Default value of gzip_proxied

Maxim Dounin mdounin at
Sun Mar 22 01:31:17 UTC 2015


On Sat, Mar 21, 2015 at 04:05:05PM +0100, B.R. wrote:

> Hello Maxim,
> So HTTP/1.0 is the reason of all that.
> Now I also understand why there are those parameters allowing to compress
> data that should not be cached: nginx as webserver tries to be smarter than
> those dumb HTTP/1.0 proxies.
> I was wondering, though: are there real numbers to back this compatibility
> thing?
> Is not there a point in time when the horizon could be set, denying
> backwards compatibility for older software/standards?
> HTTP/1.1, is the most used version of the protocol, nginx supports SPDY,
> HTTP/2.0 is coming... and there are strangeness there for
> backwards-compatibility with HTTP/1.0.
> That behavior made us cache uncompressed content 'randomly' since the
> pattern was hard to find/reproduce, and I got a bit of luck determining the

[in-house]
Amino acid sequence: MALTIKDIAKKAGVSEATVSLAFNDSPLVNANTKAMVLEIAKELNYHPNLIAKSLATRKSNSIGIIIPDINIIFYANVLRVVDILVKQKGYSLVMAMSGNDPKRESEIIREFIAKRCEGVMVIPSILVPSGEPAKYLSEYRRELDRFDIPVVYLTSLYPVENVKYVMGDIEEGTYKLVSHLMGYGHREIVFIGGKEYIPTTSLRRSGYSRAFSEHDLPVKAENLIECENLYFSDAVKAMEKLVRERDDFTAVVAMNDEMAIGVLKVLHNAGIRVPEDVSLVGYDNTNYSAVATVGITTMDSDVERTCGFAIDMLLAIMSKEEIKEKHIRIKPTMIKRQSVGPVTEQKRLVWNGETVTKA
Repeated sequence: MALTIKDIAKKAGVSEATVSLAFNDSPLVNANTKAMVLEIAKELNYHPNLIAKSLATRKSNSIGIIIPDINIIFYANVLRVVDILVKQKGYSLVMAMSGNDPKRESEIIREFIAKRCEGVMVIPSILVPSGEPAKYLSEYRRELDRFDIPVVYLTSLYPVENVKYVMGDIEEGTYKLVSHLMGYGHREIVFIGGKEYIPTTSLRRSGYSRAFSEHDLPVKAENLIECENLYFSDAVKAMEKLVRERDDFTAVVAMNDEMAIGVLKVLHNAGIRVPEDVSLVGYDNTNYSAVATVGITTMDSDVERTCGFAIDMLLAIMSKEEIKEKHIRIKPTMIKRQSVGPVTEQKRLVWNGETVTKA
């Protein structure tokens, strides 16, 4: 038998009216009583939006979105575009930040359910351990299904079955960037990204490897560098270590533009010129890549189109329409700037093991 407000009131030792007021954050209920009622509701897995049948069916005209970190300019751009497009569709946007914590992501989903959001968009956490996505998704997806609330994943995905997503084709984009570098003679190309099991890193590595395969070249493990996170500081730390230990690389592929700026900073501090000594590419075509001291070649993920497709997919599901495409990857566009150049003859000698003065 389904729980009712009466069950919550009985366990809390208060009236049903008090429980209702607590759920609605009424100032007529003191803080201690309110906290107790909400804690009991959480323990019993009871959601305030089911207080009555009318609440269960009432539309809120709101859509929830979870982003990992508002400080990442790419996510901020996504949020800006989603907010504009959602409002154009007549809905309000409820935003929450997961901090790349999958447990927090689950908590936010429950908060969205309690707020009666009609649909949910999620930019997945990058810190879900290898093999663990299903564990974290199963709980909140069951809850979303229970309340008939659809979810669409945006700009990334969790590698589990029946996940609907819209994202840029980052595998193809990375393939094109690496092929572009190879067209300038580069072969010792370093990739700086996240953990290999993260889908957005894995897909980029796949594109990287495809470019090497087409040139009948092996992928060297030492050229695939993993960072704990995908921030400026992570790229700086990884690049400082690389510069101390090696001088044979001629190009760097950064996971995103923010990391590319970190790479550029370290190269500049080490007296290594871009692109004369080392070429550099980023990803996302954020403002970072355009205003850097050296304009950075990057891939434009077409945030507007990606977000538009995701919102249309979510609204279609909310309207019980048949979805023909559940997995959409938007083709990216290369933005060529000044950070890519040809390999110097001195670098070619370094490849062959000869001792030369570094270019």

> condition under which we were caching uncompressed data...
> What is the ratio benefits/costs of dropping compatibility (at least
> partially) with HTTP/1.0?
> I know I am being naive here, considering the most part of the Web is
> HTTP/1.1-compliant, but how far am I for reality?

There are two problems:

- You assume HTTP/1.0 is dying.  That's not true.  While uncommon 
  nowadays for browsers, it's still widely used by various 
  software.  In particular, nginx itself use it by default when 
  talking to upstream servers.

- You assume that the behaviour in question is only needed for 
  HTTP/1.0 clients.  That's, again, not true, as using "Vary: Accept-Encoding" 
  isn't a good idea either.  As already mentioned, even if 
  correctly supported it will cause cache data duplication.

If you don't like the behaviour, you can always configure nginx to 
do whatever you want.  But I don't think the default worth 

Maxim Dounin

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